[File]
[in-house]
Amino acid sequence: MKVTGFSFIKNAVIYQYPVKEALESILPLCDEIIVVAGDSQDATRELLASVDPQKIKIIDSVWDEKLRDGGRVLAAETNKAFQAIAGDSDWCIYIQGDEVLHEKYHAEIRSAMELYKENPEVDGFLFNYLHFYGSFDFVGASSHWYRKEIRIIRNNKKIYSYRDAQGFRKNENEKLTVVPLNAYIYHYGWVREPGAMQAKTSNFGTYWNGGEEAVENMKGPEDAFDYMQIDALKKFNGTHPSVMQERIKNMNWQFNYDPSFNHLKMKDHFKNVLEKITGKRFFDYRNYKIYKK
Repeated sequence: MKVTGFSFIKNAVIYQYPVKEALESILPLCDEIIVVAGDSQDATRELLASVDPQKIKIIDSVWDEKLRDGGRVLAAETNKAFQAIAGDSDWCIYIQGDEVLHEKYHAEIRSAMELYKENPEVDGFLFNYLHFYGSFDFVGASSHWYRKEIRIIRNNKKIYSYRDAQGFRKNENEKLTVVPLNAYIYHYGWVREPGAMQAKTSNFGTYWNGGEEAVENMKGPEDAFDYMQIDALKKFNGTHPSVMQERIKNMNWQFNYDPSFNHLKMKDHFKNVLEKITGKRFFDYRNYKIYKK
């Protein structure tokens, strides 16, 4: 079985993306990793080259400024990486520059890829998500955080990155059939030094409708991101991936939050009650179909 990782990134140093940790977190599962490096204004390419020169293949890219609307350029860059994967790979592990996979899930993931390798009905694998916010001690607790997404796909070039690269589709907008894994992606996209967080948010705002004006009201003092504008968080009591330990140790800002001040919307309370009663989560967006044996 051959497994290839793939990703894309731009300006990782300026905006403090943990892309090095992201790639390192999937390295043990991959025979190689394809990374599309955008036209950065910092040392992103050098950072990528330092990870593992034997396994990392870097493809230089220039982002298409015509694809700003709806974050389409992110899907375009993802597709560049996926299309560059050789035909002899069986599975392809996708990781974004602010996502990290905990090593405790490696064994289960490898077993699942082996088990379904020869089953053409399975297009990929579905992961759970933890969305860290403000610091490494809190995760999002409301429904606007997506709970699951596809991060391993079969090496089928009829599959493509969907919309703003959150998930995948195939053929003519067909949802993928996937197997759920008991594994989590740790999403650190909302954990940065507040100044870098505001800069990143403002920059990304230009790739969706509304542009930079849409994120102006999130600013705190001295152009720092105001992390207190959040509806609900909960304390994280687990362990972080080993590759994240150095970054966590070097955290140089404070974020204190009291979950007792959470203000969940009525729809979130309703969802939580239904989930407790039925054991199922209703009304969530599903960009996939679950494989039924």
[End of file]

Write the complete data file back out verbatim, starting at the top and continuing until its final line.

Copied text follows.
[in-house]
Amino acid sequence: MKVTGFSFIKNAVIYQYPVKEALESILPLCDEIIVVAGDSQDATRELLASVDPQKIKIIDSVWDEKLRDGGRVLAAETNKAFQAIAGDSDWCIYIQGDEVLHEKYHAEIRSAMELYKENPEVDGFLFNYLHFYGSFDFVGASSHWYRKEIRIIRNNKKIYSYRDAQGFRKNENEKLTVVPLNAYIYHYGWVREPGAMQAKTSNFGTYWNGGEEAVENMKGPEDAFDYMQIDALKKFNGTHPSVMQERIKNMNWQFNYDPSFNHLKMKDHFKNVLEKITGKRFFDYRNYKIYKK
Repeated sequence: MKVTGFSFIKNAVIYQYPVKEALESILPLCDEIIVVAGDSQDATRELLASVDPQKIKIIDSVWDEKLRDGGRVLAAETNKAFQAIAGDSDWCIYIQGDEVLHEKYHAEIRSAMELYKENPEVDGFLFNYLHFYGSFDFVGASSHWYRKEIRIIRNNKKIYSYRDAQGFRKNENEKLTVVPLNAYIYHYGWVREPGAMQAKTSNFGTYWNGGEEAVENMKGPEDAFDYMQIDALKKFNGTHPSVMQERIKNMNWQFNYDPSFNHLKMKDHFKNVLEKITGKRFFDYRNYKIYKK
């Protein structure tokens, strides 16, 4: 079985993306990793080259400024990486520059890829998500955080990155059939030094409708991101991936939050009650179909 990782990134140093940790977190599962490096204004390419020169293949890219609307350029860059994967790979592990996979899930993931390798009905694998916010001690607790997404796909070039690269589709907008894994992606996209967080948010705002004006009201003092504008968080009591330990140790800002001040919307309370009663989560967006044996 051959497994290839793939990703894309731009300006990782300026905006403090943990892309090095992201790639390192999937390295043990991959025979190689394809990374599309955008036209950065910092040392992103050098950072990528330092990870593992034997396994990392870097493809230089220039982002298409015509694809700003709806974050389409992110899907375009993802597709560049996926299309560059050789035909002899069986599975392809996708990781974004602010996502990290905990090593405790490696064994289960490898077993699942082996088990379904020869089953053409399975297009990929579905992961759970933890969305860290403000610091490494809190995760999002409301429904606007997506709970699951596809991060391993079969090496089928009829599959493509969907919309703003959150998930995948195939053929003519067909949802993928996937197997759920008991594994989590740790999403650190909302954990940065507040100044870098505001800069990143403002920059990304230009790739969706509304542009930079849409994120102006999130600013705190001295152009720092105001992390207190959040509806609900909960304390994280687990362990972080080993590759994240150095970054966590070097955290140089404070974020204190009291979950007792959470203000969940009525729809979130309703969802939580239904989930407790039925054991199922209703009304969530599903960009996939679950494989039924």